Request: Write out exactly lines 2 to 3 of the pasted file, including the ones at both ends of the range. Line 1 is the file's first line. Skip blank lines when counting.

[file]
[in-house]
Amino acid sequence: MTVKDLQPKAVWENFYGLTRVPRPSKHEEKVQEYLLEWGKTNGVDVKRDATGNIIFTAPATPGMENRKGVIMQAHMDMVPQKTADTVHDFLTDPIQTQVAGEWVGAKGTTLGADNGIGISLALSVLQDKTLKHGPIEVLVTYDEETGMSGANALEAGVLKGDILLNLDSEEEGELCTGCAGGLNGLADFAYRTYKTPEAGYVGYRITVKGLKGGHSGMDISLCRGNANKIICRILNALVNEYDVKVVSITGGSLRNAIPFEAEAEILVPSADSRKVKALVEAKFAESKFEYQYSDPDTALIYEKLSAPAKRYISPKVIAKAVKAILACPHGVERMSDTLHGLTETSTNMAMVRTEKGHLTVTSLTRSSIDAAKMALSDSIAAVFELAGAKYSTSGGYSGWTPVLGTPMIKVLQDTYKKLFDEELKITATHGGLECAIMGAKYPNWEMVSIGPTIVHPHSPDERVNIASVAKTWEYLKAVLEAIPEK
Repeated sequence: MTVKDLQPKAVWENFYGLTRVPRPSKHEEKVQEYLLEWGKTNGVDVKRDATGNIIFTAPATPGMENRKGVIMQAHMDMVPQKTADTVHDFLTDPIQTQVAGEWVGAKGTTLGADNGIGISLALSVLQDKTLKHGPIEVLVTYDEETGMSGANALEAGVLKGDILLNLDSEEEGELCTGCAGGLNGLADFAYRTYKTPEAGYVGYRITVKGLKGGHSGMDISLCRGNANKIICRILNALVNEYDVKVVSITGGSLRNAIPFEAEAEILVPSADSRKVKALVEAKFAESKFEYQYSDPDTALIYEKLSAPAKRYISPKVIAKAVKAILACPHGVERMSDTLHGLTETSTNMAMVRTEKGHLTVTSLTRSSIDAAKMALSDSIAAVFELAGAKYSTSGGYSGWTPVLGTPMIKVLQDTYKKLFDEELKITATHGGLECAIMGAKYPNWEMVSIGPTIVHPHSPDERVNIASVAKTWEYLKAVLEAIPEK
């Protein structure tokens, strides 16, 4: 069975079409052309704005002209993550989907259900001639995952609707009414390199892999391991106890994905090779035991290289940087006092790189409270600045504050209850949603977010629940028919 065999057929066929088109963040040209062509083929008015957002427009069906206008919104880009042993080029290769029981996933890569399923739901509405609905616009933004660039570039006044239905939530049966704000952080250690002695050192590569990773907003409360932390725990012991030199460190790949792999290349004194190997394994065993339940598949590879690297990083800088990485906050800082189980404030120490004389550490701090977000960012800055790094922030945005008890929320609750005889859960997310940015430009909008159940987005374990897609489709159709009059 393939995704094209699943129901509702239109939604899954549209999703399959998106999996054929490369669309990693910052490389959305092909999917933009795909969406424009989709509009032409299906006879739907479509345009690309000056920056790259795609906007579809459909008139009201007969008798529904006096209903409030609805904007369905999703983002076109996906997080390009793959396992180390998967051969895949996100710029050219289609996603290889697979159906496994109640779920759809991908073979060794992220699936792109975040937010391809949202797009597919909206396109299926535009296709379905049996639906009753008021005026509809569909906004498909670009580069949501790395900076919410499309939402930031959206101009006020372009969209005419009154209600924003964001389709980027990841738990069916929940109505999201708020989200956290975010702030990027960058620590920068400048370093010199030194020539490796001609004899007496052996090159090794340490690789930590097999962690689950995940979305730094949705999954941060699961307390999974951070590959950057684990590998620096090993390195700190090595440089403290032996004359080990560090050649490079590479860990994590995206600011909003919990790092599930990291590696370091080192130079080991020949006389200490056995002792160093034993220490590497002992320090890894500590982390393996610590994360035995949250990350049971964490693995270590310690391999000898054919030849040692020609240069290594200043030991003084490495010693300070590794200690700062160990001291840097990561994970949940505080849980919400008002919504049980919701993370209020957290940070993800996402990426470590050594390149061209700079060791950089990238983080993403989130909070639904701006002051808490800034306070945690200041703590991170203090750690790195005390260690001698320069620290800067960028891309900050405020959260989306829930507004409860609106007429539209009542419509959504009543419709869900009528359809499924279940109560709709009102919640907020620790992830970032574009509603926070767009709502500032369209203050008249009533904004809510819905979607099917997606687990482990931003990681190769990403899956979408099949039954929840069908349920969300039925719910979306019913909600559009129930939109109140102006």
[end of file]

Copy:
Amino acid sequence: MTVKDLQPKAVWENFYGLTRVPRPSKHEEKVQEYLLEWGKTNGVDVKRDATGNIIFTAPATPGMENRKGVIMQAHMDMVPQKTADTVHDFLTDPIQTQVAGEWVGAKGTTLGADNGIGISLALSVLQDKTLKHGPIEVLVTYDEETGMSGANALEAGVLKGDILLNLDSEEEGELCTGCAGGLNGLADFAYRTYKTPEAGYVGYRITVKGLKGGHSGMDISLCRGNANKIICRILNALVNEYDVKVVSITGGSLRNAIPFEAEAEILVPSADSRKVKALVEAKFAESKFEYQYSDPDTALIYEKLSAPAKRYISPKVIAKAVKAILACPHGVERMSDTLHGLTETSTNMAMVRTEKGHLTVTSLTRSSIDAAKMALSDSIAAVFELAGAKYSTSGGYSGWTPVLGTPMIKVLQDTYKKLFDEELKITATHGGLECAIMGAKYPNWEMVSIGPTIVHPHSPDERVNIASVAKTWEYLKAVLEAIPEK
Repeated sequence: MTVKDLQPKAVWENFYGLTRVPRPSKHEEKVQEYLLEWGKTNGVDVKRDATGNIIFTAPATPGMENRKGVIMQAHMDMVPQKTADTVHDFLTDPIQTQVAGEWVGAKGTTLGADNGIGISLALSVLQDKTLKHGPIEVLVTYDEETGMSGANALEAGVLKGDILLNLDSEEEGELCTGCAGGLNGLADFAYRTYKTPEAGYVGYRITVKGLKGGHSGMDISLCRGNANKIICRILNALVNEYDVKVVSITGGSLRNAIPFEAEAEILVPSADSRKVKALVEAKFAESKFEYQYSDPDTALIYEKLSAPAKRYISPKVIAKAVKAILACPHGVERMSDTLHGLTETSTNMAMVRTEKGHLTVTSLTRSSIDAAKMALSDSIAAVFELAGAKYSTSGGYSGWTPVLGTPMIKVLQDTYKKLFDEELKITATHGGLECAIMGAKYPNWEMVSIGPTIVHPHSPDERVNIASVAKTWEYLKAVLEAIPEK